Right now there seems to be a mild sense of anxiety among healthcare providers regarding the impending deadline to make the transition to ICD-10 coding. Not only are there operational logistics to consider, but many providers also expect the transition to affect their revenue cycles.
The reason for the expected impact has to do with the way that claims are sent to payers. To put it simply, healthcare providers must submit billing information to payers using a format that they both understand and accept. Unless a provider takes the time to discuss general equivalency mappings and diagnosis-related groups with payers, they risk submitting billing data in a way that results in a denial or a suspension of claims. As such, many facilities are concerned that their revenue cycles will be negatively affected after the Oct. 1 deadline, simply because claims that would have normally been paid are now being denied.
In spite of the negative predictions pertaining to the ICD-10 deadline, there may be ways in which providers can actually use the transition to ICD-10 to improve their revenue cycles.
One of the first things that providers should do is to have a have a heart-to-heart conversation with employees who actually perform the coding. It is entirely possible that staff members might not understand the importance of their job and just how dramatically the codes that they enter can affect the organizationís accounts receivable. It may even be possible for providers to provide staff members with some sort of incentive to help them strive to achieve 100% accurate coding.
Since coding accuracy can have such a dramatic effect on accounts receivable, it makes sense to do what you can to eliminate careless errors. While taking measures to encourage the staff to enter codes accurately might help, it will only get you so far. As such, it is a good idea to eliminate the possibility of human error wherever you can.
One of the best ways to accomplish this is to take an exhaustive look at the organizationís workflows with regard to coding. The goal in doing so should be to determine how and when ICD codes are being captured and to look for ways to use technology to automate code generation and integrate the solution with your EHR system.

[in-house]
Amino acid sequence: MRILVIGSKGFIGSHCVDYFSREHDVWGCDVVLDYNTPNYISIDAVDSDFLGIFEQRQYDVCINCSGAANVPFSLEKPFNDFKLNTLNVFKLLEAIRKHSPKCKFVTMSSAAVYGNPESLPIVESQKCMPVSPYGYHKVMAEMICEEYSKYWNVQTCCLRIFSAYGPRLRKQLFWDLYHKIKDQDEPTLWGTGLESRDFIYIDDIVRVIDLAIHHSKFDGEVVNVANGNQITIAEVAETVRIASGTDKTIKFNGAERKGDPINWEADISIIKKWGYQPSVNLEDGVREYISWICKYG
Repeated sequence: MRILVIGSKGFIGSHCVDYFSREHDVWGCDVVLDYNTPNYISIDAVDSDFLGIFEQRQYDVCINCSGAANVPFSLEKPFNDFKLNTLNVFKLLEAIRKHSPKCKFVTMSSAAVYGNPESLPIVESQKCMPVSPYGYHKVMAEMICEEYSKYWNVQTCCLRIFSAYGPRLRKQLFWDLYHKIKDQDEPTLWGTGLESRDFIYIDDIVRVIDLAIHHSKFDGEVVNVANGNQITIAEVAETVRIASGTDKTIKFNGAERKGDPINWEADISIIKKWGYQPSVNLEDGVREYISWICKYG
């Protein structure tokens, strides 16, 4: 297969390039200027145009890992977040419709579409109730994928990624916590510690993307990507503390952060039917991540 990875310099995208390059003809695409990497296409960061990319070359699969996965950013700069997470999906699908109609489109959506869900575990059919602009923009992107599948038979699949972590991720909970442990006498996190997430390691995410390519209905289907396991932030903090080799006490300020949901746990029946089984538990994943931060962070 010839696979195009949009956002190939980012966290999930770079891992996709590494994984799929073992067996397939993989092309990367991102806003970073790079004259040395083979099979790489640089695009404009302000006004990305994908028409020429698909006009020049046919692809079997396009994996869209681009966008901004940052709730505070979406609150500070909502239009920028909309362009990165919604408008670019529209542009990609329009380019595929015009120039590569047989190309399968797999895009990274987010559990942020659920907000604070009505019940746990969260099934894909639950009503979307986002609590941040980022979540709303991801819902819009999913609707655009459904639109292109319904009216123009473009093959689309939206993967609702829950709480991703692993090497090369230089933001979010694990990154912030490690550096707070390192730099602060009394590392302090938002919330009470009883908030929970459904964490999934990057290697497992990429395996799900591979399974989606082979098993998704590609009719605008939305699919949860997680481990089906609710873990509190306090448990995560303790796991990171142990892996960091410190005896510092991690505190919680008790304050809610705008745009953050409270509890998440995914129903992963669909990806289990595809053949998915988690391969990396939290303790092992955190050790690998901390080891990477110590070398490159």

Itís also a good idea to audit processes that are already automated. For example, if scanning a barcode results in the creation of an ICD code, you should verify that the expected code is being generated.
For the time being, some coding will continue to be done manually. The only way that staff members will be able to perform the coding process accurately is if they have had the proper training. Rather than providing staff members with generalized ICD-10 training, however, you might consider using a two-tier approach to the training process.
The first tier would consist of generalized ICD-10 training. This is where staff members learn the basics of working with ICD-10 codes. The second tier of training would consist of training that is more focused on the organizationís specific practices. For example, a cardiologist office is going to use a lot of codes that are related to cardiology, whereas they might not ever use a code associated with podiatry. As such, it would make sense to make sure that the staff is well-versed in codes that are specific to cardiology.
It may very well be possible to use coding automation and other measures to improve accuracy, thereby decreasing claims denials. It is extremely important to test your ICD-10 coding techniques before the conversion deadline. Most major payers will allow providers to submit test claims in an effort to see if the payer would have handled the claim in the manner that the provider expected. This type of testing is essential to ensuring a smooth transition to ICD-10.